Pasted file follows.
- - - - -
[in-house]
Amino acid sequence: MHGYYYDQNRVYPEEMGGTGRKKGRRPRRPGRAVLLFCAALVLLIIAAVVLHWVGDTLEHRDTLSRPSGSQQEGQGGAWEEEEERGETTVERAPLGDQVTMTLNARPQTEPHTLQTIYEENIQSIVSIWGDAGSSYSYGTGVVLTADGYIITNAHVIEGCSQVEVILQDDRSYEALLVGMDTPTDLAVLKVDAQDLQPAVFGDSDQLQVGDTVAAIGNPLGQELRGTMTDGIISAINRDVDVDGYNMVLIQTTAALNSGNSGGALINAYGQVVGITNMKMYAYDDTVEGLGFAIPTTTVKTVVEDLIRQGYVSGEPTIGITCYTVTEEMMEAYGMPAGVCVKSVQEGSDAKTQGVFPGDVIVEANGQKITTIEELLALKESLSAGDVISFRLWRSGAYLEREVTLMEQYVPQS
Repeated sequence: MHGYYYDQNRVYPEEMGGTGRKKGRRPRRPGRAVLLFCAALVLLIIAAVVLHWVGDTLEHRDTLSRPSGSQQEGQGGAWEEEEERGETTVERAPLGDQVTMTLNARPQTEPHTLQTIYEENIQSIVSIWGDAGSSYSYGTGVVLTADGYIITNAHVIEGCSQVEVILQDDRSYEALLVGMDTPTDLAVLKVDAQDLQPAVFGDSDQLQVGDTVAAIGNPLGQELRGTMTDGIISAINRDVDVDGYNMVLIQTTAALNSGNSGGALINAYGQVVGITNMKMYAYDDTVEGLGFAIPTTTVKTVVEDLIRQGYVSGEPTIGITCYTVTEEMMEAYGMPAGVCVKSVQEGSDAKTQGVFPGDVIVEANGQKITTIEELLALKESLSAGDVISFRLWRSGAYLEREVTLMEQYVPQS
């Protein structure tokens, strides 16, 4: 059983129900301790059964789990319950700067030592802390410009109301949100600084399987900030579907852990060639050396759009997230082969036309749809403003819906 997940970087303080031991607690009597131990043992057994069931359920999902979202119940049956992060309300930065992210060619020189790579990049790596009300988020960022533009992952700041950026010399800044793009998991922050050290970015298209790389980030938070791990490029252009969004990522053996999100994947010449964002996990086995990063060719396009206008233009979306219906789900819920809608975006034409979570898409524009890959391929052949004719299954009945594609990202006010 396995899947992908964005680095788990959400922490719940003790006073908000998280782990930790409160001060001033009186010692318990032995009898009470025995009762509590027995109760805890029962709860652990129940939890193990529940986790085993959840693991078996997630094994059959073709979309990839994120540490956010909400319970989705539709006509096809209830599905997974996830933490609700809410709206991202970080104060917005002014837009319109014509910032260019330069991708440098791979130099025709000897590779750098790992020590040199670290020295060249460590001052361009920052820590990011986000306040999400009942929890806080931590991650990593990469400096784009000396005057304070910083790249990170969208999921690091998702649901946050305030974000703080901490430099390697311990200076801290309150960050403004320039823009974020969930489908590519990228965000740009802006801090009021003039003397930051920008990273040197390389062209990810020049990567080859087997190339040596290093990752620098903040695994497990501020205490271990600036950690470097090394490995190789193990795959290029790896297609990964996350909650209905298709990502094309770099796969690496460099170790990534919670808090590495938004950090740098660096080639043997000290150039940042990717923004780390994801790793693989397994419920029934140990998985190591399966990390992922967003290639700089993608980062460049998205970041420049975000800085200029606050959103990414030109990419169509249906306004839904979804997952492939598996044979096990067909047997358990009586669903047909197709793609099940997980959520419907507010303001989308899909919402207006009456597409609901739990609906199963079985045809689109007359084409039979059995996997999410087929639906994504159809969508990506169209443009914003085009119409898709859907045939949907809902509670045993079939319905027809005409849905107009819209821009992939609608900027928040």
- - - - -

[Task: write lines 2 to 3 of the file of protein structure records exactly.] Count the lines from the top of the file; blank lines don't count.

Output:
Amino acid sequence: MHGYYYDQNRVYPEEMGGTGRKKGRRPRRPGRAVLLFCAALVLLIIAAVVLHWVGDTLEHRDTLSRPSGSQQEGQGGAWEEEEERGETTVERAPLGDQVTMTLNARPQTEPHTLQTIYEENIQSIVSIWGDAGSSYSYGTGVVLTADGYIITNAHVIEGCSQVEVILQDDRSYEALLVGMDTPTDLAVLKVDAQDLQPAVFGDSDQLQVGDTVAAIGNPLGQELRGTMTDGIISAINRDVDVDGYNMVLIQTTAALNSGNSGGALINAYGQVVGITNMKMYAYDDTVEGLGFAIPTTTVKTVVEDLIRQGYVSGEPTIGITCYTVTEEMMEAYGMPAGVCVKSVQEGSDAKTQGVFPGDVIVEANGQKITTIEELLALKESLSAGDVISFRLWRSGAYLEREVTLMEQYVPQS
Repeated sequence: MHGYYYDQNRVYPEEMGGTGRKKGRRPRRPGRAVLLFCAALVLLIIAAVVLHWVGDTLEHRDTLSRPSGSQQEGQGGAWEEEEERGETTVERAPLGDQVTMTLNARPQTEPHTLQTIYEENIQSIVSIWGDAGSSYSYGTGVVLTADGYIITNAHVIEGCSQVEVILQDDRSYEALLVGMDTPTDLAVLKVDAQDLQPAVFGDSDQLQVGDTVAAIGNPLGQELRGTMTDGIISAINRDVDVDGYNMVLIQTTAALNSGNSGGALINAYGQVVGITNMKMYAYDDTVEGLGFAIPTTTVKTVVEDLIRQGYVSGEPTIGITCYTVTEEMMEAYGMPAGVCVKSVQEGSDAKTQGVFPGDVIVEANGQKITTIEELLALKESLSAGDVISFRLWRSGAYLEREVTLMEQYVPQS